All told, the three artists whose work is showing through January 6 excel in a unifying way: by making us sit up a bit straighter, wondering how you had missed what they are making so very clear right now. It's a tough balancing act for an artist, placing the mundane in an entirely new context and framework, and all three handle it skillfully. Please visit this excellent collection soon!
Through January 8, 2023
R.G. Endres Gallery
Meadowbrook Park Clubhouse
Hard choices, indeed, to select a personal favorite out of the 60-plus pieces on display at the Prairie Village Arts Council's State of the Arts 2022 exhibit.
The arts enthusiasts have spoken though, and the “People’s Choice Award” was awarded to Non Trattati (Blessed be the Fruit) by Katie Wampler for garnering the most votes during the opening week of the show.
And our juror, Shannon Trevethan, Director of the Deines Cultural Center in Russell, Kansas, selected Ursusla Minor's Don't Touch My Hair 4 for the coveted highest award: “Best in Show”.
Ursula Minor is a "self-taught 3D mixed media artist who has always had a love for antique rhinestone jewelry, found objects, and beads. Through her beads, found jewelry, and creation of the piece, Ursula tries to bring out the personality and soul of the piece."(excerpted from Ms. Minor's artist statement.)
"Carol Johnson’s bold use of color, exuberant pattern and expressive style lends a unique twist to both her original painting and her recreations of iconic images. A self-taught artist, Carol's style has been honed over the years. She infuses her figurative art with a passion for the subject, as well as lightheartedness and humor." ~artist statement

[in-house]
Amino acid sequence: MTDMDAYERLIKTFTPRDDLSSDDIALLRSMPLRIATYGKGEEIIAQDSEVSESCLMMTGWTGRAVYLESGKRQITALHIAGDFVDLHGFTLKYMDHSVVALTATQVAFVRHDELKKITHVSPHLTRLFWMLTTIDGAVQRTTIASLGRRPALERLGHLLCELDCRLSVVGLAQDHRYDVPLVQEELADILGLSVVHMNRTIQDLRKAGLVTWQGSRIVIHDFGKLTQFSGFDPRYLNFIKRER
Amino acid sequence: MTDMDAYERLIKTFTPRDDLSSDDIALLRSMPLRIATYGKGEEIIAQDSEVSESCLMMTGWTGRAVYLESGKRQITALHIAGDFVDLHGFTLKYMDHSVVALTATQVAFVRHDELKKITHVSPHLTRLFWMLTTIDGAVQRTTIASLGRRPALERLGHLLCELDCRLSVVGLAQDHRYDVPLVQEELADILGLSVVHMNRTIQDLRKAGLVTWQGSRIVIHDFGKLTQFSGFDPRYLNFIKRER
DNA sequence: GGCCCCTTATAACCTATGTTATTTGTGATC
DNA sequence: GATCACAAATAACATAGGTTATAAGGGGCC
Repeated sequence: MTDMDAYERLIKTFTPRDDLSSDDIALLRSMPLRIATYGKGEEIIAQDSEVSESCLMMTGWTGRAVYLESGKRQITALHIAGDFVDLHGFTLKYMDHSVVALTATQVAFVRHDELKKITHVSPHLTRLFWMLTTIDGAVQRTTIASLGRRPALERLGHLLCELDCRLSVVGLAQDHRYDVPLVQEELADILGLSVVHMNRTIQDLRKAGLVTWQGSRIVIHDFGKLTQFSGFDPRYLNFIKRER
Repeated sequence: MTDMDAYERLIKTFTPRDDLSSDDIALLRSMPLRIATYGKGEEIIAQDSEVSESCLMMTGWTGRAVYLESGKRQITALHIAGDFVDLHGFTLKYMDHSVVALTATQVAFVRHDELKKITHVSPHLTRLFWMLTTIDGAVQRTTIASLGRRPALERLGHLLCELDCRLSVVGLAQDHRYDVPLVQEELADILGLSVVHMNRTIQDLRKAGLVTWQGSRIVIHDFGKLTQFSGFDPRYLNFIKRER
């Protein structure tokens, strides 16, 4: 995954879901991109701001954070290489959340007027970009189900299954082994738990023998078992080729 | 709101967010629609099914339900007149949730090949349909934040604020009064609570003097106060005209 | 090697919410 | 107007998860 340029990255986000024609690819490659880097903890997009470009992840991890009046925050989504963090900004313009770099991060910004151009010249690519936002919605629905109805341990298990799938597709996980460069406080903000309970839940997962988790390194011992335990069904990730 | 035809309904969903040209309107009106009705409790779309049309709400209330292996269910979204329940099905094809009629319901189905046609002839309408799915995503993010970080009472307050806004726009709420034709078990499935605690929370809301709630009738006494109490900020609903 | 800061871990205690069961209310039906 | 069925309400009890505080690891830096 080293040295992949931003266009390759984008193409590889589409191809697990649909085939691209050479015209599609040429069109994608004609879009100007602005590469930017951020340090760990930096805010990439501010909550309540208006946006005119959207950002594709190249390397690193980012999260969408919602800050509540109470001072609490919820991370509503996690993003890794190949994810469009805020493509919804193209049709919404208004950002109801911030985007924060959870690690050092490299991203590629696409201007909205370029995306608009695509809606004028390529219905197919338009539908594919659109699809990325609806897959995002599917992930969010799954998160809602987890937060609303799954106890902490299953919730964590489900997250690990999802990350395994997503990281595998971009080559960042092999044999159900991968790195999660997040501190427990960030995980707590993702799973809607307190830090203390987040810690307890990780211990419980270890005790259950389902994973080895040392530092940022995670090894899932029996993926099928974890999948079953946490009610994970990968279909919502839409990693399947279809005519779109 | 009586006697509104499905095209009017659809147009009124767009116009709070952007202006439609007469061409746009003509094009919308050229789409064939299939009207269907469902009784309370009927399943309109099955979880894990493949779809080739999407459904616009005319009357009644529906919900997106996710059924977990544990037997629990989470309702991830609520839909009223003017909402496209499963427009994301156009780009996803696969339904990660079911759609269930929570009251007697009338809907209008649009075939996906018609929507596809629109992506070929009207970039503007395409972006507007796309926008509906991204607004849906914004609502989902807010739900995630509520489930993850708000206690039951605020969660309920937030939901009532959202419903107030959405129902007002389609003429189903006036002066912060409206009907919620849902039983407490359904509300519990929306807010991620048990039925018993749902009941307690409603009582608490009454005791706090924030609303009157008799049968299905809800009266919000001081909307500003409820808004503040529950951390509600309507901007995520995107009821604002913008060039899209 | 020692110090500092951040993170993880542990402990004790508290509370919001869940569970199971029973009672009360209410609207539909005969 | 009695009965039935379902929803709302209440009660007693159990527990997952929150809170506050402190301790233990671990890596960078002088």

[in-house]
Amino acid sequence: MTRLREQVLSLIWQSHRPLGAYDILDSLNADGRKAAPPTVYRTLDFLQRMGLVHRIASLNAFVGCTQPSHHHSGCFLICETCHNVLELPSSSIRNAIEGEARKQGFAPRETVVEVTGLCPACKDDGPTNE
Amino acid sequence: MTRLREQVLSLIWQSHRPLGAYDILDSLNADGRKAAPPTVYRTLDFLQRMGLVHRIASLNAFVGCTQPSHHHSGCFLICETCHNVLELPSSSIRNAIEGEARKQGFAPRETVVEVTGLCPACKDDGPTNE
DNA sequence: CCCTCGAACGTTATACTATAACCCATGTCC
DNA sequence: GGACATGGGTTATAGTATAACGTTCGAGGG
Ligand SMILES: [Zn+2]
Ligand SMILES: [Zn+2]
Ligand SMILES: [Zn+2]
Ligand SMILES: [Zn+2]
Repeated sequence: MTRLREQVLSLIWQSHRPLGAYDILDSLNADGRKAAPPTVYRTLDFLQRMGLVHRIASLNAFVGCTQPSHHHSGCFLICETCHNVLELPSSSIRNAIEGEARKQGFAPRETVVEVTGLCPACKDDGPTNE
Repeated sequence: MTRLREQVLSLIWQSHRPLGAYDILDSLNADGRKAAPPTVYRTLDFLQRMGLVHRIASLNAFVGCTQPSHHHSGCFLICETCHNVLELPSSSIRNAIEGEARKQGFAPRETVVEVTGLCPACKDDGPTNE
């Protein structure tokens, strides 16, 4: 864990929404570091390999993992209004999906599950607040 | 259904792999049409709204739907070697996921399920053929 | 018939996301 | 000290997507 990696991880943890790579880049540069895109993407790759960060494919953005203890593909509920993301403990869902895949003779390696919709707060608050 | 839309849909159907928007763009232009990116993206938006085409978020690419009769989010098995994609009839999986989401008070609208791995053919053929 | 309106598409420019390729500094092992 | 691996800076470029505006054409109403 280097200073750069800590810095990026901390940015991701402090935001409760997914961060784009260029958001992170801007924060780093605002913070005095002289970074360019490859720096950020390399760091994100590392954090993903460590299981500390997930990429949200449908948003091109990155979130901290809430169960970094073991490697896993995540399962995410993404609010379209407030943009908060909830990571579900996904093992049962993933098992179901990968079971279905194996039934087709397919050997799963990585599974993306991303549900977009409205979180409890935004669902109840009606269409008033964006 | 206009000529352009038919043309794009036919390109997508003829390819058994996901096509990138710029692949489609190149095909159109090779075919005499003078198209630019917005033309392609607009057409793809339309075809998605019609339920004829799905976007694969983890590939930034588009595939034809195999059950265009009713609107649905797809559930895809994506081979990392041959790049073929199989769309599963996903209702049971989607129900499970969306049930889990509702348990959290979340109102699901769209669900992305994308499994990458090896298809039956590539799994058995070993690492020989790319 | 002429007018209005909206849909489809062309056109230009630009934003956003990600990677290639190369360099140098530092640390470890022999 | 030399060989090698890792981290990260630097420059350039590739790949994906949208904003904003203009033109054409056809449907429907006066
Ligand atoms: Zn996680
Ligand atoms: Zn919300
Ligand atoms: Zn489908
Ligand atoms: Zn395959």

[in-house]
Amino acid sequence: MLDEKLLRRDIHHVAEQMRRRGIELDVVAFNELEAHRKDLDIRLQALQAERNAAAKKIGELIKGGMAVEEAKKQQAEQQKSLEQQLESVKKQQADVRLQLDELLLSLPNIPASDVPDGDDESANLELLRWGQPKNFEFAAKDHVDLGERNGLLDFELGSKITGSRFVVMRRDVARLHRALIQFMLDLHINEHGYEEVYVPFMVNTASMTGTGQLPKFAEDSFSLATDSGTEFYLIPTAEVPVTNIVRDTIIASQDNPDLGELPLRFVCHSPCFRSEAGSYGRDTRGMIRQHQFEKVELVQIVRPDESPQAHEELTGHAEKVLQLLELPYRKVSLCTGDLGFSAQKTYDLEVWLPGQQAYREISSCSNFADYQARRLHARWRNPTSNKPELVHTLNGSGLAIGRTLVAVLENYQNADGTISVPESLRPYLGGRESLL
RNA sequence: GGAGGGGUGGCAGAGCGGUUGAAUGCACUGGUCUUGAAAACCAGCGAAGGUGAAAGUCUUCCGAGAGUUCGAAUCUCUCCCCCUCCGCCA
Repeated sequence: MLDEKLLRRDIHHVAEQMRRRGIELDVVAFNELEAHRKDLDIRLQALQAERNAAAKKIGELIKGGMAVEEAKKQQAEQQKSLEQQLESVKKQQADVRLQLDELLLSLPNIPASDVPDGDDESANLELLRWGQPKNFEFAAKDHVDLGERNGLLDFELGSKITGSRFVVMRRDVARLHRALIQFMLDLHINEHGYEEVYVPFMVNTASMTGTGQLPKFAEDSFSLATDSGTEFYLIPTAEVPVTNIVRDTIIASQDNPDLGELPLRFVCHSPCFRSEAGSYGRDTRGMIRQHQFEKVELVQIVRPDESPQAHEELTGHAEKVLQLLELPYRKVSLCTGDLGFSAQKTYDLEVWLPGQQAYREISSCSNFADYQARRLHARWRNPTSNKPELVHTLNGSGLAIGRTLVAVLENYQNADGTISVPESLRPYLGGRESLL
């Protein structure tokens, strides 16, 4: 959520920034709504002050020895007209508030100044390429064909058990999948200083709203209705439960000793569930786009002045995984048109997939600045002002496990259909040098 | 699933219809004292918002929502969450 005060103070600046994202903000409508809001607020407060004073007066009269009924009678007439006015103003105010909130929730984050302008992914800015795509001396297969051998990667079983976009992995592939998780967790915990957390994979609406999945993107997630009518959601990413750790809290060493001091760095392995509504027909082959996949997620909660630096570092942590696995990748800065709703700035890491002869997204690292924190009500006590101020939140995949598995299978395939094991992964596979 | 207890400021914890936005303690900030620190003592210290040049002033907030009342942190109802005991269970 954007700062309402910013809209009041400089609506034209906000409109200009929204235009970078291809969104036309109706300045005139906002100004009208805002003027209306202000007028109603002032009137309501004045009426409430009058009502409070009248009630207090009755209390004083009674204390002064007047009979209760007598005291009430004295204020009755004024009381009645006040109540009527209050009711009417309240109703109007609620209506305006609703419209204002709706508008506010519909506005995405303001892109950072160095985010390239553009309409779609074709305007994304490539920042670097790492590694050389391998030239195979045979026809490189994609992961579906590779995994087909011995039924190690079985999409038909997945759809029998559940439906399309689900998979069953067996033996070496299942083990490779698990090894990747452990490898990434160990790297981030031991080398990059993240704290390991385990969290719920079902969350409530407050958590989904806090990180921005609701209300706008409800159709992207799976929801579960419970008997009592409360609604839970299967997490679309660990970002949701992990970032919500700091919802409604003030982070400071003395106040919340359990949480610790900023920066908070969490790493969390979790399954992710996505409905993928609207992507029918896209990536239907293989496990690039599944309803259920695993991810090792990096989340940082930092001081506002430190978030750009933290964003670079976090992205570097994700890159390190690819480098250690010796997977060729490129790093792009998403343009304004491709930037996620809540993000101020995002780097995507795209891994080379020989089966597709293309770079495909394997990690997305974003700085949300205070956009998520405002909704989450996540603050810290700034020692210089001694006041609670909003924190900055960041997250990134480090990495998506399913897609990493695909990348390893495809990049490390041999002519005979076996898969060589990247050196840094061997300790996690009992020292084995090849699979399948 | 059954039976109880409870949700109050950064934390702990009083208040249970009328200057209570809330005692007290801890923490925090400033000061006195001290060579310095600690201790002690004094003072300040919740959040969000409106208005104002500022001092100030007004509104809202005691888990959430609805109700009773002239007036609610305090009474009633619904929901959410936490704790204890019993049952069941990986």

John Keeling likes to "capture the essence of [his] subject. [He] seeks out both lost and found edges, intentionally balancing controlled definition to help you see with blurred edges to let you enter. In this way, [he] invites the viewer to join [him]." ~artist statement
- In Common, by Lori Stanziola
- Spring Growth-full, by Jackie Kiernan-Hale
- Raw, by Slater Sousley
- Portrait of a Young Artist (in a Place That Wasn't Real), by Cassaundra Sanderson
- The Unforgiveable Nature of Time, by Jessica Matier
From juror, Shannon Trevethan:
"It was a pleasure and an honor to judge this years Prairie Village State of the Arts. I was delighted to be presented with so many thought provoking, well-executed pieces. As director of an art center and an artist myself, I’ve spent many years analyzing my own work and examining the work of others. This was, however, my first time in the position of judge.
"I approached the selection process with the mindset that the State of the Arts is a reflective statement on the state of the world. I felt this in almost every piece submitted, whether it related to culture, humanity, or the spaces we inhabit. The work selected for this show gave me insight into the artists’ perception and experiences. Some of the work was deeply moving, other pieces were chosen for their beauty, ingenuity, or for their proficient demonstration of artistic process."
Running from now until October 28th, State of the Arts is one of the two juried arts exhibitions currently mounted by the Prairie Village Arts Council. Abstract works, portraits, landscapes, and still life works are on display, along with mosaics, woodcuts and fabric works. The subjects range from lakes to limes, flowers to Fiesta ware. Be sure to go check it out in person!
And remember: All pieces of artwork are for sale! See Barb Fisher at the City Clerk's office about purchase.